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Appeals Court overturns ruling; Paves way for Cincinnati Responsible Bidder Ordinance

A court ruling has cleared the way for the city of Cincinnati to enforce its Responsible Bidder ordinance.

In early January, the U.S. Sixth Circuit Court of Appeals reversed the ruling of a lower court, paving the way for the city to require contractors to have graduated at least one employee from a registered apprenticeship program every year for the last five years.

Allied Construction Industries, a not-for-profit construction trades group for non-union contractors, sued the city, saying the ordinance was a way to ensure only union signatory contractors could successfully bid on contracts. Continue reading →

Bill will Aid High School Apprenticeship Recruitment

Sheet Metal Workers Local 24 stands to benefit from a bill recently passed in the Ohio House.

House members voted unanimously to approve House Bill 98, the Ohio High School Career Opportunity Act, which gives equal opportunity for representatives from colleges and universities, the armed forces, skilled trades, businesses and charitable organizations to present information on future career and post-graduate opportunities to high school students.

HB 98 now moves to the Senate for possible committee hearings and floor vote. If passed by the Senate, it will become law and give the building trades more access to public schools to expose students to careers in the building trades. Continue reading →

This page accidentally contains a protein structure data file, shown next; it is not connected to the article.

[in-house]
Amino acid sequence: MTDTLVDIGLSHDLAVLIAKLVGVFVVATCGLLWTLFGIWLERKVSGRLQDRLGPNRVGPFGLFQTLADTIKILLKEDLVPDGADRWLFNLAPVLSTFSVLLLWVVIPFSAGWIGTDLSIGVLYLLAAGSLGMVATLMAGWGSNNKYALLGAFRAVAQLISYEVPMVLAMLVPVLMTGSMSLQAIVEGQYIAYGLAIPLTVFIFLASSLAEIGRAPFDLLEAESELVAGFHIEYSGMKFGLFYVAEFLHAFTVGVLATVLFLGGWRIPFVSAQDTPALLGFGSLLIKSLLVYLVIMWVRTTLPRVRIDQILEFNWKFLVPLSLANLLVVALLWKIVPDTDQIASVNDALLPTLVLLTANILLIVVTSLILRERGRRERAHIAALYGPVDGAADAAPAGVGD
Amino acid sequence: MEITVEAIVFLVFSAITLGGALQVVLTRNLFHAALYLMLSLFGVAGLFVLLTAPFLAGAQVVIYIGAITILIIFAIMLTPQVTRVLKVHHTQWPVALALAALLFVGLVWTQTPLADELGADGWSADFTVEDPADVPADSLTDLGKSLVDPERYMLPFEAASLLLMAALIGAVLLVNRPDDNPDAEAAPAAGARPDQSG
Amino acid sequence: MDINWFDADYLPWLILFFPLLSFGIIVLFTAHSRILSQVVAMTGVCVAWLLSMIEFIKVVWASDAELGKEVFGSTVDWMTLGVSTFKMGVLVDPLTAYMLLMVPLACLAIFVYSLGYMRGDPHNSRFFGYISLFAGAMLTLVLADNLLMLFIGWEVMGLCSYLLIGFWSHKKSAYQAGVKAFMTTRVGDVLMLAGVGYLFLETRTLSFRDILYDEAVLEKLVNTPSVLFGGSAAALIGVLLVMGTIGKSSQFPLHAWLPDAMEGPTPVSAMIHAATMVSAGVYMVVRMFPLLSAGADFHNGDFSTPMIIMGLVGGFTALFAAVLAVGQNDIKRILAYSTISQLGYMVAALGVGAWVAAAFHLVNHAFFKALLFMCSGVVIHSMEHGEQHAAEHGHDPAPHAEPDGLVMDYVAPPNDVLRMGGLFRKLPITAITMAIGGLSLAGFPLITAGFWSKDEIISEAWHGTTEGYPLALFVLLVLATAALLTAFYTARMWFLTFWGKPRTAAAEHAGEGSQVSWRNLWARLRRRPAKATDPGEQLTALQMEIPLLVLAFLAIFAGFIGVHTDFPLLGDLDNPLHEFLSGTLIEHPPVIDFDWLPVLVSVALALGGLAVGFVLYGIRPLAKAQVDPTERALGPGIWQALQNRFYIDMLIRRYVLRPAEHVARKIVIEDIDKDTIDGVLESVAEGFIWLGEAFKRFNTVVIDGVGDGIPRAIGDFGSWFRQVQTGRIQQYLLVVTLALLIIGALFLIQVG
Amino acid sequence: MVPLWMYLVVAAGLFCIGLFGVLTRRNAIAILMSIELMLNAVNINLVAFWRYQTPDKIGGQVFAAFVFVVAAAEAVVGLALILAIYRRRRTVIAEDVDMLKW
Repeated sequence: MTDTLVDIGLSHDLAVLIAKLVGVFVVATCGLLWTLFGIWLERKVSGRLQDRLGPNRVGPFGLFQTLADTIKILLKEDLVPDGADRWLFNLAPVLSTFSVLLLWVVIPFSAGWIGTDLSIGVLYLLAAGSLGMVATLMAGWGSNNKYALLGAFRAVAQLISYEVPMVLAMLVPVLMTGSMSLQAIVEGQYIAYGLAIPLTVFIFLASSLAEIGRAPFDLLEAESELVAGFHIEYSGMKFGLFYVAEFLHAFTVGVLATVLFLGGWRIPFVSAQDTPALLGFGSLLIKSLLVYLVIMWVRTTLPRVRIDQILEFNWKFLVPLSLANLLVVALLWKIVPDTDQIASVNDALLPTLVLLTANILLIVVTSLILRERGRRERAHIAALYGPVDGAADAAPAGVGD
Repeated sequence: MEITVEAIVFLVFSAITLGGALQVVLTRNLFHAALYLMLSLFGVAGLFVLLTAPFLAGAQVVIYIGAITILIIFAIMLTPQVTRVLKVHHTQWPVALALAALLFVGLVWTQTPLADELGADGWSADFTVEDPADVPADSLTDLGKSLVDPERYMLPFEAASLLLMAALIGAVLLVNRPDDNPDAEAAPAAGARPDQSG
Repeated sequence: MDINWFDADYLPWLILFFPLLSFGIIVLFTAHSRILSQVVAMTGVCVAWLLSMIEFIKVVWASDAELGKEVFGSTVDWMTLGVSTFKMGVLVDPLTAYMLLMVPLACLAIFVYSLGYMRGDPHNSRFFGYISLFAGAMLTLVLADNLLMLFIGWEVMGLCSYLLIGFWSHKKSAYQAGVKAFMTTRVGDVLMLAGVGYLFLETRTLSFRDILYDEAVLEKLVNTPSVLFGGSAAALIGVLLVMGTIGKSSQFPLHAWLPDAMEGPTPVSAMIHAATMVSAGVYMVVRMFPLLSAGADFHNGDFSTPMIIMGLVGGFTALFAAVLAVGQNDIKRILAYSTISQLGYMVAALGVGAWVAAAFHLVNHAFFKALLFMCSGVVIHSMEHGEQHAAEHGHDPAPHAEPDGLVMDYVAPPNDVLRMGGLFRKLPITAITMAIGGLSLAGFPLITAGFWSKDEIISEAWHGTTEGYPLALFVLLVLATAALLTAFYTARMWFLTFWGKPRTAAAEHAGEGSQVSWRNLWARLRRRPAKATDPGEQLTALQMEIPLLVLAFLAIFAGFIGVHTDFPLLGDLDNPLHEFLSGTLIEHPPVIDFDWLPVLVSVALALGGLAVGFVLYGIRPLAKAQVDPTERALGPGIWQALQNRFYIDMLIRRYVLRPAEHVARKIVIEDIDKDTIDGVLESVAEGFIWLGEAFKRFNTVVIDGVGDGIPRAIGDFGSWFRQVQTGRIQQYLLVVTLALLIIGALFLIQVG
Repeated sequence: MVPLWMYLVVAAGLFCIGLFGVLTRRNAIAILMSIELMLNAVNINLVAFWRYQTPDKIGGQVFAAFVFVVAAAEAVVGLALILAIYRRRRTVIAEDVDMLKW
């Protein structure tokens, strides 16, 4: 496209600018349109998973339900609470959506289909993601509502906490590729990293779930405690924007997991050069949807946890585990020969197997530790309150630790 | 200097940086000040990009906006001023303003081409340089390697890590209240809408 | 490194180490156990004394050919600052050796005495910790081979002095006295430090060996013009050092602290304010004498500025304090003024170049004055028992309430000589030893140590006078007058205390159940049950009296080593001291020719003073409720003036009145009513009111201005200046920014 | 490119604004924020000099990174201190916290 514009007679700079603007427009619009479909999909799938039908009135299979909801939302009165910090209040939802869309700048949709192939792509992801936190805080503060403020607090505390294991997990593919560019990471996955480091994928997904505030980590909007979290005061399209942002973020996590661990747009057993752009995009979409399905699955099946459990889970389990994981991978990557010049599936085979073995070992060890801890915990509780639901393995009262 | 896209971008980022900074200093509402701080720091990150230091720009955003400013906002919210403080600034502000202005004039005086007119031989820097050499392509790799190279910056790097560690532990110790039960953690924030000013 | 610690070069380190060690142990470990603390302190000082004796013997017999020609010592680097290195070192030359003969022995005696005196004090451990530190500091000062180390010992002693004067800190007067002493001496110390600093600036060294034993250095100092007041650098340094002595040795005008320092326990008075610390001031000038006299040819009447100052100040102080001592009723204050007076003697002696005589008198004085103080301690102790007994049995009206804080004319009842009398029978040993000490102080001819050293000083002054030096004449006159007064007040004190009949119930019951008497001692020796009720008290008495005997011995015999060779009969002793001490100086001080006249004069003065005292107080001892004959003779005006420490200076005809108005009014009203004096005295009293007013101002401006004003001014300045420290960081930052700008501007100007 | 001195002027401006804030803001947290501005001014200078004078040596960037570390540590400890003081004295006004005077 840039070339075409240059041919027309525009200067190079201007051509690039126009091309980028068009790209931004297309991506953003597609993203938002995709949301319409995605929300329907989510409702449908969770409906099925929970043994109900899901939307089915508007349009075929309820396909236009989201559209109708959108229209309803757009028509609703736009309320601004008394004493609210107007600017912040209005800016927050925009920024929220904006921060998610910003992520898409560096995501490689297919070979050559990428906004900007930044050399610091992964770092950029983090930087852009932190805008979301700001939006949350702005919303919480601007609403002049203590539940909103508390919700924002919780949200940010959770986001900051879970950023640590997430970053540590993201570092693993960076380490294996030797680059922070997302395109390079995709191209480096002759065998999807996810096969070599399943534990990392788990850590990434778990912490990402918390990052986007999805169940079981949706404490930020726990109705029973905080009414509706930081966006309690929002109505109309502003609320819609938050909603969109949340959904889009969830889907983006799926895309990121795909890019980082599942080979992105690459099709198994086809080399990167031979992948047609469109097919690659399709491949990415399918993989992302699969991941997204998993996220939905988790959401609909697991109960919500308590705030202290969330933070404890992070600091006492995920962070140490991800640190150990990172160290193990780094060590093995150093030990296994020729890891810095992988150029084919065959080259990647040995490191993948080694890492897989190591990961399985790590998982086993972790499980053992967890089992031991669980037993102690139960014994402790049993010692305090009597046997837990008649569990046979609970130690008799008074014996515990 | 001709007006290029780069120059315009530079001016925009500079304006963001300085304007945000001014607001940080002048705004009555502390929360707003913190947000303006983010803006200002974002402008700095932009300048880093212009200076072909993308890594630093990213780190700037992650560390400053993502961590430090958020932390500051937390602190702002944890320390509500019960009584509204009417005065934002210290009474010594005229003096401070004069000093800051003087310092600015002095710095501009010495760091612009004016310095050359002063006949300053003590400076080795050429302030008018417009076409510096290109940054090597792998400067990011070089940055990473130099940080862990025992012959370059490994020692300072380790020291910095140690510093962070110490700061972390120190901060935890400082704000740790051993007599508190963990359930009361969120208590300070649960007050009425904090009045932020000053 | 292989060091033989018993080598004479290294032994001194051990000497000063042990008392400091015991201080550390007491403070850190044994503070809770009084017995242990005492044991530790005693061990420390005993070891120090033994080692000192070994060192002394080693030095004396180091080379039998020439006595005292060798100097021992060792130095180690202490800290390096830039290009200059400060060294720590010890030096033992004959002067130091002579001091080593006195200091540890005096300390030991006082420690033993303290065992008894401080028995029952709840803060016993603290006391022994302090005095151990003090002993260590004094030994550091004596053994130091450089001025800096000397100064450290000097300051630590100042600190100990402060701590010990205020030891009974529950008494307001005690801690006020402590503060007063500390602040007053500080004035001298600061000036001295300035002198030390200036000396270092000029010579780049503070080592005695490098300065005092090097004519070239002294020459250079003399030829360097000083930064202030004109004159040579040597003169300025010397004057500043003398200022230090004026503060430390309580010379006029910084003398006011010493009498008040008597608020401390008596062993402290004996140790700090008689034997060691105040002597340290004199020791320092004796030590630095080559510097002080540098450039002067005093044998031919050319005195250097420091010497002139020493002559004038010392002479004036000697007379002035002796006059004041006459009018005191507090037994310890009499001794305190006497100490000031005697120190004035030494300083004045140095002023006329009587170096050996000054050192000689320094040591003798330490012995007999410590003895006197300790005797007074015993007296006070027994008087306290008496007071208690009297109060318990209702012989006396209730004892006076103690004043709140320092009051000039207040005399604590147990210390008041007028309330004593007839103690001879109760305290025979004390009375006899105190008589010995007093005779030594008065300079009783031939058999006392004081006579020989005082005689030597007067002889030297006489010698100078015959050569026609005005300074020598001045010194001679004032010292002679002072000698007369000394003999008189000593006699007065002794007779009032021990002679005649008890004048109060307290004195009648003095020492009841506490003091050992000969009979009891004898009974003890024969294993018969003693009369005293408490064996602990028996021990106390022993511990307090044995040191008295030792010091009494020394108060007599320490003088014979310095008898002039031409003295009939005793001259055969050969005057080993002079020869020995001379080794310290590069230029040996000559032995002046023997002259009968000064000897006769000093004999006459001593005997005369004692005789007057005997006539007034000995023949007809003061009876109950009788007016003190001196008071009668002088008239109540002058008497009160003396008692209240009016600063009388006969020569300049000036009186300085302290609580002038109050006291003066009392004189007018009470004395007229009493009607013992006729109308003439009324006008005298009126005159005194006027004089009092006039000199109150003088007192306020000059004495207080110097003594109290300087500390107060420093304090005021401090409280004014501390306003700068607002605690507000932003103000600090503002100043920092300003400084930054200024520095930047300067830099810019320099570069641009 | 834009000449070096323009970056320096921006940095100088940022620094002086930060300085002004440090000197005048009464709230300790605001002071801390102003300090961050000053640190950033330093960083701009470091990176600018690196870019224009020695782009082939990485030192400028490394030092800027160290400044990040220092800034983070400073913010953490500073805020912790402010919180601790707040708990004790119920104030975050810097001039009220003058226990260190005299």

Appeals Court Rules in Favor of Residency Requirements on Public Projects

Posted by / December 18, 2017 / Categories: News / Tags: , , , , , , / 0 Comments

Ohio’s 8th District Court of Appeals ruled House Bill 180, which banned residency requirements on public construction projects, as unconstitutional.

The ruling upheld a Cleveland residency law that requires contractors who successfully bid on certain public construction projects within the city, to guarantee 20 percent of the hours worked must be performed by Cleveland residents, and 4 percent of that 20 percent must be allocated for low-income Cleveland residents.

By striking down H.B. 180, the court has granted chartered municipalities the right to enforce hiring requirements on certain publicly-funded construction projects. This means cities such as Columbus, Dayton and Cincinnati can require contractors hire a designated percentage of their residents to work on certain construction projects. Continue reading →